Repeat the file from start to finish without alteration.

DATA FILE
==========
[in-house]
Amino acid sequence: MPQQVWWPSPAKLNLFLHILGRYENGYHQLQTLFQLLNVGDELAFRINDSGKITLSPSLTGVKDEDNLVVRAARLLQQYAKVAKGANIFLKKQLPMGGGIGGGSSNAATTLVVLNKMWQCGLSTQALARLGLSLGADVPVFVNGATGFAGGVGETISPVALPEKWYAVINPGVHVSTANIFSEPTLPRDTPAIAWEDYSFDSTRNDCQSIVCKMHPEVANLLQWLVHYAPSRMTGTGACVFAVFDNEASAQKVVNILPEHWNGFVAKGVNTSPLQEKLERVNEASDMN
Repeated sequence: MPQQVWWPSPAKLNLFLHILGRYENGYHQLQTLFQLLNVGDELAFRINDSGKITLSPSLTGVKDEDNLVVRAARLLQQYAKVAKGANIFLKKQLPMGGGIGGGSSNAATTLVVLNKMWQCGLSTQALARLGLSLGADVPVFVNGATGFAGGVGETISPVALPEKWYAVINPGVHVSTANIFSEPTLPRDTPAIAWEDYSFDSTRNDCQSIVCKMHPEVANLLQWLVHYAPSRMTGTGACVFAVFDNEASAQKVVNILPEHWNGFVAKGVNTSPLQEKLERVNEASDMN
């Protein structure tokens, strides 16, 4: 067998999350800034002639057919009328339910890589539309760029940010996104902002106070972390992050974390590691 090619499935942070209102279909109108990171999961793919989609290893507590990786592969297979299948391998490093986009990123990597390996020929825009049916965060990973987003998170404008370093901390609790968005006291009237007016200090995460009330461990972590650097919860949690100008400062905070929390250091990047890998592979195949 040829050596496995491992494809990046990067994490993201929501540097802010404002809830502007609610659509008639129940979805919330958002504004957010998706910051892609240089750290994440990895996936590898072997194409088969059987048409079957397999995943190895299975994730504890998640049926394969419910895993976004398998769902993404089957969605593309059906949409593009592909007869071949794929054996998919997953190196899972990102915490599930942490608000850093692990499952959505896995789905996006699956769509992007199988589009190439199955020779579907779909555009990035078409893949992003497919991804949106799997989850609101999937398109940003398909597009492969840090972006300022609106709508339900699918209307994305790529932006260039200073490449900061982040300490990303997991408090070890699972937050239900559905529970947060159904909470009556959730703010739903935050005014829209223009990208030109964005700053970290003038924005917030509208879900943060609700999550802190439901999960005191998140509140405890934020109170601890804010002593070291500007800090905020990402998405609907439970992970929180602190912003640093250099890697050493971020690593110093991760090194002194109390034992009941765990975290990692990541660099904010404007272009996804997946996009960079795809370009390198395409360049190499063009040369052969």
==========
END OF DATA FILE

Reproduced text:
[in-house]
Amino acid sequence: MPQQVWWPSPAKLNLFLHILGRYENGYHQLQTLFQLLNVGDELAFRINDSGKITLSPSLTGVKDEDNLVVRAARLLQQYAKVAKGANIFLKKQLPMGGGIGGGSSNAATTLVVLNKMWQCGLSTQALARLGLSLGADVPVFVNGATGFAGGVGETISPVALPEKWYAVINPGVHVSTANIFSEPTLPRDTPAIAWEDYSFDSTRNDCQSIVCKMHPEVANLLQWLVHYAPSRMTGTGACVFAVFDNEASAQKVVNILPEHWNGFVAKGVNTSPLQEKLERVNEASDMN
Repeated sequence: MPQQVWWPSPAKLNLFLHILGRYENGYHQLQTLFQLLNVGDELAFRINDSGKITLSPSLTGVKDEDNLVVRAARLLQQYAKVAKGANIFLKKQLPMGGGIGGGSSNAATTLVVLNKMWQCGLSTQALARLGLSLGADVPVFVNGATGFAGGVGETISPVALPEKWYAVINPGVHVSTANIFSEPTLPRDTPAIAWEDYSFDSTRNDCQSIVCKMHPEVANLLQWLVHYAPSRMTGTGACVFAVFDNEASAQKVVNILPEHWNGFVAKGVNTSPLQEKLERVNEASDMN
């Protein structure tokens, strides 16, 4: 067998999350800034002639057919009328339910890589539309760029940010996104902002106070972390992050974390590691 090619499935942070209102279909109108990171999961793919989609290893507590990786592969297979299948391998490093986009990123990597390996020929825009049916965060990973987003998170404008370093901390609790968005006291009237007016200090995460009330461990972590650097919860949690100008400062905070929390250091990047890998592979195949 040829050596496995491992494809990046990067994490993201929501540097802010404002809830502007609610659509008639129940979805919330958002504004957010998706910051892609240089750290994440990895996936590898072997194409088969059987048409079957397999995943190895299975994730504890998640049926394969419910895993976004398998769902993404089957969605593309059906949409593009592909007869071949794929054996998919997953190196899972990102915490599930942490608000850093692990499952959505896995789905996006699956769509992007199988589009190439199955020779579907779909555009990035078409893949992003497919991804949106799997989850609101999937398109940003398909597009492969840090972006300022609106709508339900699918209307994305790529932006260039200073490449900061982040300490990303997991408090070890699972937050239900559905529970947060159904909470009556959730703010739903935050005014829209223009990208030109964005700053970290003038924005917030509208879900943060609700999550802190439901999960005191998140509140405890934020109170601890804010002593070291500007800090905020990402998405609907439970992970929180602190912003640093250099890697050493971020690593110093991760090194002194109390034992009941765990975290990692990541660099904010404007272009996804997946996009960079795809370009390198395409360049190499063009040369052969």